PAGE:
Physics and Engineering Department
Dr. Bob Davis, head of the physics and engineering department, answers some common questions below. Don’t see your question, please contact Dr. Davis today!
Q: Why should I study physics and engineering at Taylor?
There are many reasons for studying at Taylor:
- Taylor has a reputation for excellence; U.S. News and World Report has ranked Taylor as Midwest’s #1 regional college for the last 6 years, and they stress our emphasis on teaching.
- We integrate the aspects of discipleship into how we prepare you for your future as an engineer or physicist. This is evident in the opportunities you will have to grow in your field through use of our equipment and our collaborative space in the Euler Science Complex. It is also evident in the purposeful intent our faculty have in getting to know you.
- We fully embrace the liberal arts education. You can major in physics and engineering and you will still be immersed in a whole-person education. We will encourage you to participate in other activities on campus like student leadership, athletics, music or theatre.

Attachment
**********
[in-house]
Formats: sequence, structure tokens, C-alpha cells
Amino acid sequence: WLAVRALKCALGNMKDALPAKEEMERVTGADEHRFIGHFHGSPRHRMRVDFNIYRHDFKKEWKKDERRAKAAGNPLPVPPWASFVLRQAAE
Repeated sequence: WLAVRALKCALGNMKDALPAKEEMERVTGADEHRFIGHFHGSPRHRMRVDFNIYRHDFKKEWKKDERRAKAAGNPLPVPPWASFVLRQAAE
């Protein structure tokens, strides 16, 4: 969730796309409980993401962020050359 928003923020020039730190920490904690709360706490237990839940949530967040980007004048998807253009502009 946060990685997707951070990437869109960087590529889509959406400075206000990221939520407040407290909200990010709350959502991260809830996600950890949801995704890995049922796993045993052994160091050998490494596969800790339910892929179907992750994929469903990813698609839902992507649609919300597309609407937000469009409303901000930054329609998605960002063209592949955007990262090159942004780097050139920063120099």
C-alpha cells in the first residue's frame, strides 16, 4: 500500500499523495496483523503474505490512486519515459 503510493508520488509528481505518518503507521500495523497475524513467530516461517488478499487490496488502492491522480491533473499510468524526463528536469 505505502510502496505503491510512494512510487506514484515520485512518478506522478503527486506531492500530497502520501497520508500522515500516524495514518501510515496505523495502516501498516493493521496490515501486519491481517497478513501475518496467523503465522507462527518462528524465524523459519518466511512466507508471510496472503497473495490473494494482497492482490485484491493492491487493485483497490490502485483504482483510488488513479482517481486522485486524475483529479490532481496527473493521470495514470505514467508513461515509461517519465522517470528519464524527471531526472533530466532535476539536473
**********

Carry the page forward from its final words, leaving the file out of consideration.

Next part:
Overall, know that if you study physics and engineering at Taylor, you will graduate with an enormous range of opportunities in many fields and graduate schools.
Q: What opportunities do I have for professional development outside of classes?
Here are a few opportunities for professional development:
- Research and project opportunities! If you have ambition and drive, you can gain graduate-level experience as an undergraduate student by working on Taylor’s real-life projects funded by agencies such as NASA, the Air Force and NSF. Projects have included:
- Solar Car
- Satellites and Satellite Components
- Nanosatellite proposal – the only undergraduate program selected for an Air Force University nanosat program $100,000 grant.
- Muscle Biopsy research in collaboration with the physical education and human performance department
- Summer internships – Students can get prestigious summer internships at major labs, including NASA Goddard Space Flight Center, Stanford Linear Accelerator Center, Argonne National Lab, Fermi Lab and the Mayo Clinic
- Service learning projects, including a Central American water well drilling ministry in partnership with the earth and environmental science department.
- Student teaching
Q: What kind of equipment will I be able to work with in the Euler Science Complex?
As a Physics student, you will have the opportunity to work with a variety of equipment that will prepare you for your career. We would love to have you schedule a visit so you can see the equipment, and we can share with you why we are so passionate about the Euler Science Complex!